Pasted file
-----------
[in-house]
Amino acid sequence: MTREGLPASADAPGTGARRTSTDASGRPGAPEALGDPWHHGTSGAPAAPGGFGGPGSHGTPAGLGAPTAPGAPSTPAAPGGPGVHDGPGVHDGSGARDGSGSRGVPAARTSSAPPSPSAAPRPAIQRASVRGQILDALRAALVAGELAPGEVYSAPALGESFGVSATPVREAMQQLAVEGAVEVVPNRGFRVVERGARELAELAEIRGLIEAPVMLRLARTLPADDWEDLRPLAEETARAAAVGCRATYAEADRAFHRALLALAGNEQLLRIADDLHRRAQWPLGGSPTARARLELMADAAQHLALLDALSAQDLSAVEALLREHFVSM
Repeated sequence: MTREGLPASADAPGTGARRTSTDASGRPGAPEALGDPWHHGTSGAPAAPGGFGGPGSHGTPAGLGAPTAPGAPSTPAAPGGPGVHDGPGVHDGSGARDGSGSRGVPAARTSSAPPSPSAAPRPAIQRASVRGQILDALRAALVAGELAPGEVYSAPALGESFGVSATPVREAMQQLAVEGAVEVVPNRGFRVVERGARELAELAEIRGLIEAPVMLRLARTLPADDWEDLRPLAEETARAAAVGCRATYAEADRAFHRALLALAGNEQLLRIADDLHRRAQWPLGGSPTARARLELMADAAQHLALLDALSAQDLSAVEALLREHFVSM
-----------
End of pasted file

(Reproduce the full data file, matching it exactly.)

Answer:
[in-house]
Amino acid sequence: MTREGLPASADAPGTGARRTSTDASGRPGAPEALGDPWHHGTSGAPAAPGGFGGPGSHGTPAGLGAPTAPGAPSTPAAPGGPGVHDGPGVHDGSGARDGSGSRGVPAARTSSAPPSPSAAPRPAIQRASVRGQILDALRAALVAGELAPGEVYSAPALGESFGVSATPVREAMQQLAVEGAVEVVPNRGFRVVERGARELAELAEIRGLIEAPVMLRLARTLPADDWEDLRPLAEETARAAAVGCRATYAEADRAFHRALLALAGNEQLLRIADDLHRRAQWPLGGSPTARARLELMADAAQHLALLDALSAQDLSAVEALLREHFVSM
Repeated sequence: MTREGLPASADAPGTGARRTSTDASGRPGAPEALGDPWHHGTSGAPAAPGGFGGPGSHGTPAGLGAPTAPGAPSTPAAPGGPGVHDGPGVHDGSGARDGSGSRGVPAARTSSAPPSPSAAPRPAIQRASVRGQILDALRAALVAGELAPGEVYSAPALGESFGVSATPVREAMQQLAVEGAVEVVPNRGFRVVERGARELAELAEIRGLIEAPVMLRLARTLPADDWEDLRPLAEETARAAAVGCRATYAEADRAFHRALLALAGNEQLLRIADDLHRRAQWPLGGSPTARARLELMADAAQHLALLDALSAQDLSAVEALLREHFVSM